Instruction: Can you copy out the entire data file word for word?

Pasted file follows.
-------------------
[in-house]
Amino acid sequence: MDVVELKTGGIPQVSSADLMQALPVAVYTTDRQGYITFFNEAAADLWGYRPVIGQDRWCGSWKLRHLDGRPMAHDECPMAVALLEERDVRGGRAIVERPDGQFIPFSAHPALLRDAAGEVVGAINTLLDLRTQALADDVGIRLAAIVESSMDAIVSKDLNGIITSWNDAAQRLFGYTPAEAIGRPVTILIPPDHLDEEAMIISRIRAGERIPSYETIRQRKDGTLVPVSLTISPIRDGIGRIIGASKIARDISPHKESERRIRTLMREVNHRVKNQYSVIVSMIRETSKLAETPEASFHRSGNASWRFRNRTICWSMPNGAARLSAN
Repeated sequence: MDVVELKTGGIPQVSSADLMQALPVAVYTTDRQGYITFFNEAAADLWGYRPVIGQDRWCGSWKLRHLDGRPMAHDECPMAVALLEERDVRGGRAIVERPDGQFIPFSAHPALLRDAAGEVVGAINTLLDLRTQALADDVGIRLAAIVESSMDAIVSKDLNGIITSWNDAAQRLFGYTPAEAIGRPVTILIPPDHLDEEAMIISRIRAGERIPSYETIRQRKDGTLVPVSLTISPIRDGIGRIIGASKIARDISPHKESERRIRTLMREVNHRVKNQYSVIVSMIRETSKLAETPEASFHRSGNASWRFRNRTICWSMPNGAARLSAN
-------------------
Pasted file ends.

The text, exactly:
[in-house]
Amino acid sequence: MDVVELKTGGIPQVSSADLMQALPVAVYTTDRQGYITFFNEAAADLWGYRPVIGQDRWCGSWKLRHLDGRPMAHDECPMAVALLEERDVRGGRAIVERPDGQFIPFSAHPALLRDAAGEVVGAINTLLDLRTQALADDVGIRLAAIVESSMDAIVSKDLNGIITSWNDAAQRLFGYTPAEAIGRPVTILIPPDHLDEEAMIISRIRAGERIPSYETIRQRKDGTLVPVSLTISPIRDGIGRIIGASKIARDISPHKESERRIRTLMREVNHRVKNQYSVIVSMIRETSKLAETPEASFHRSGNASWRFRNRTICWSMPNGAARLSAN
Repeated sequence: MDVVELKTGGIPQVSSADLMQALPVAVYTTDRQGYITFFNEAAADLWGYRPVIGQDRWCGSWKLRHLDGRPMAHDECPMAVALLEERDVRGGRAIVERPDGQFIPFSAHPALLRDAAGEVVGAINTLLDLRTQALADDVGIRLAAIVESSMDAIVSKDLNGIITSWNDAAQRLFGYTPAEAIGRPVTILIPPDHLDEEAMIISRIRAGERIPSYETIRQRKDGTLVPVSLTISPIRDGIGRIIGASKIARDISPHKESERRIRTLMREVNHRVKNQYSVIVSMIRETSKLAETPEASFHRSGNASWRFRNRTICWSMPNGAARLSAN